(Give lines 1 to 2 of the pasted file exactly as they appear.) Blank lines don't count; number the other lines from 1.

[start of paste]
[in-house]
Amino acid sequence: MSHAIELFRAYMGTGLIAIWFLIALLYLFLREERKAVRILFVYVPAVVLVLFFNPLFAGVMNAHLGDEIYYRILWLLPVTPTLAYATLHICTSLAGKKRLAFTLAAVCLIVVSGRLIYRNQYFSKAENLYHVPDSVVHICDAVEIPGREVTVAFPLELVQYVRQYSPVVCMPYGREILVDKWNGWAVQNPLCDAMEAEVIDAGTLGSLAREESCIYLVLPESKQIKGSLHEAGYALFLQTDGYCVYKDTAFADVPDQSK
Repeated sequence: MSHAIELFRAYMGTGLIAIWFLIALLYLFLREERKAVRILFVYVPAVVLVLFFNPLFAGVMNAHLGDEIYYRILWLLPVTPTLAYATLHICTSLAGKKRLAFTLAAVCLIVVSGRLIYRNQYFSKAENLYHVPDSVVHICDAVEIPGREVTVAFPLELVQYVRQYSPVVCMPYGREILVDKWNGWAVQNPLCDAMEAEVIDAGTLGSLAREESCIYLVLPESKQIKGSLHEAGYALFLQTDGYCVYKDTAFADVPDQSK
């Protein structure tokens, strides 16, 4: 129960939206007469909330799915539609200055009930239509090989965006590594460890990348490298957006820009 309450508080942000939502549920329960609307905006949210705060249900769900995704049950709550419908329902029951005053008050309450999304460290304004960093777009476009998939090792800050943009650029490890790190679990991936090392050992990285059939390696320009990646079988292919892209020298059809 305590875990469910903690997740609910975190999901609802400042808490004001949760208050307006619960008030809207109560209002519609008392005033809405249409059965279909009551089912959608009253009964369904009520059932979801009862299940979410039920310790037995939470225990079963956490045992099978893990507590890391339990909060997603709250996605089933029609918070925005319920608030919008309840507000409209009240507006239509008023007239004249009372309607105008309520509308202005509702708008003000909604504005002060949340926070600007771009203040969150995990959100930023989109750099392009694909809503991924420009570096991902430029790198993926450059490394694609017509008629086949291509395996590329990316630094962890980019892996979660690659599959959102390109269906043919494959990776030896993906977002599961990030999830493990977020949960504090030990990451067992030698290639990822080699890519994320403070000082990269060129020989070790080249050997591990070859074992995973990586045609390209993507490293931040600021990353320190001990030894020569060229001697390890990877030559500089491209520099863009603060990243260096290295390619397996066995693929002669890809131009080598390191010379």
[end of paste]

[in-house]
Amino acid sequence: MSHAIELFRAYMGTGLIAIWFLIALLYLFLREERKAVRILFVYVPAVVLVLFFNPLFAGVMNAHLGDEIYYRILWLLPVTPTLAYATLHICTSLAGKKRLAFTLAAVCLIVVSGRLIYRNQYFSKAENLYHVPDSVVHICDAVEIPGREVTVAFPLELVQYVRQYSPVVCMPYGREILVDKWNGWAVQNPLCDAMEAEVIDAGTLGSLAREESCIYLVLPESKQIKGSLHEAGYALFLQTDGYCVYKDTAFADVPDQSK